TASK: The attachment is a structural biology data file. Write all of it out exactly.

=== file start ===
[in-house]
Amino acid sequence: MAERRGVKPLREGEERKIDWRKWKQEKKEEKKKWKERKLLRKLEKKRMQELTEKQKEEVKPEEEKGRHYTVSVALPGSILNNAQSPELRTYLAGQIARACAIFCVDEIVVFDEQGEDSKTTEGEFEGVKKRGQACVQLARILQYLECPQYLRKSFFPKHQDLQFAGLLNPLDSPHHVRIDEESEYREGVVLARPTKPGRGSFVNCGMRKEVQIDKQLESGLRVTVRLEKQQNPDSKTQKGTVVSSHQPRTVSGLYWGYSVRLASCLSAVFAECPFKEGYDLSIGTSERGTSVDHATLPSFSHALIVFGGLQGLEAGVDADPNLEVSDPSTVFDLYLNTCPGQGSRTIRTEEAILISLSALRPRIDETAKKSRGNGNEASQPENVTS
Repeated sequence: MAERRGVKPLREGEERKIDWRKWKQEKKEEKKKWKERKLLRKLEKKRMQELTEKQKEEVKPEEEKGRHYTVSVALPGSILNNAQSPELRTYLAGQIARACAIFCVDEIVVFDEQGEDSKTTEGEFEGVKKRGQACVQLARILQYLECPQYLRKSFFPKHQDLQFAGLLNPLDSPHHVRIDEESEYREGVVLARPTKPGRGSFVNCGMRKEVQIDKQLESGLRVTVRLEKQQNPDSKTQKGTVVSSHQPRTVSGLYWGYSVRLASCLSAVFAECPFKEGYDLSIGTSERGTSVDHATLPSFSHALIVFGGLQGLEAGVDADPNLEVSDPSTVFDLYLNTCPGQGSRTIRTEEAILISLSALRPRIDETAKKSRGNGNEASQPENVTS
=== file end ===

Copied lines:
[in-house]
Amino acid sequence: MAERRGVKPLREGEERKIDWRKWKQEKKEEKKKWKERKLLRKLEKKRMQELTEKQKEEVKPEEEKGRHYTVSVALPGSILNNAQSPELRTYLAGQIARACAIFCVDEIVVFDEQGEDSKTTEGEFEGVKKRGQACVQLARILQYLECPQYLRKSFFPKHQDLQFAGLLNPLDSPHHVRIDEESEYREGVVLARPTKPGRGSFVNCGMRKEVQIDKQLESGLRVTVRLEKQQNPDSKTQKGTVVSSHQPRTVSGLYWGYSVRLASCLSAVFAECPFKEGYDLSIGTSERGTSVDHATLPSFSHALIVFGGLQGLEAGVDADPNLEVSDPSTVFDLYLNTCPGQGSRTIRTEEAILISLSALRPRIDETAKKSRGNGNEASQPENVTS
Repeated sequence: MAERRGVKPLREGEERKIDWRKWKQEKKEEKKKWKERKLLRKLEKKRMQELTEKQKEEVKPEEEKGRHYTVSVALPGSILNNAQSPELRTYLAGQIARACAIFCVDEIVVFDEQGEDSKTTEGEFEGVKKRGQACVQLARILQYLECPQYLRKSFFPKHQDLQFAGLLNPLDSPHHVRIDEESEYREGVVLARPTKPGRGSFVNCGMRKEVQIDKQLESGLRVTVRLEKQQNPDSKTQKGTVVSSHQPRTVSGLYWGYSVRLASCLSAVFAECPFKEGYDLSIGTSERGTSVDHATLPSFSHALIVFGGLQGLEAGVDADPNLEVSDPSTVFDLYLNTCPGQGSRTIRTEEAILISLSALRPRIDETAKKSRGNGNEASQPENVTS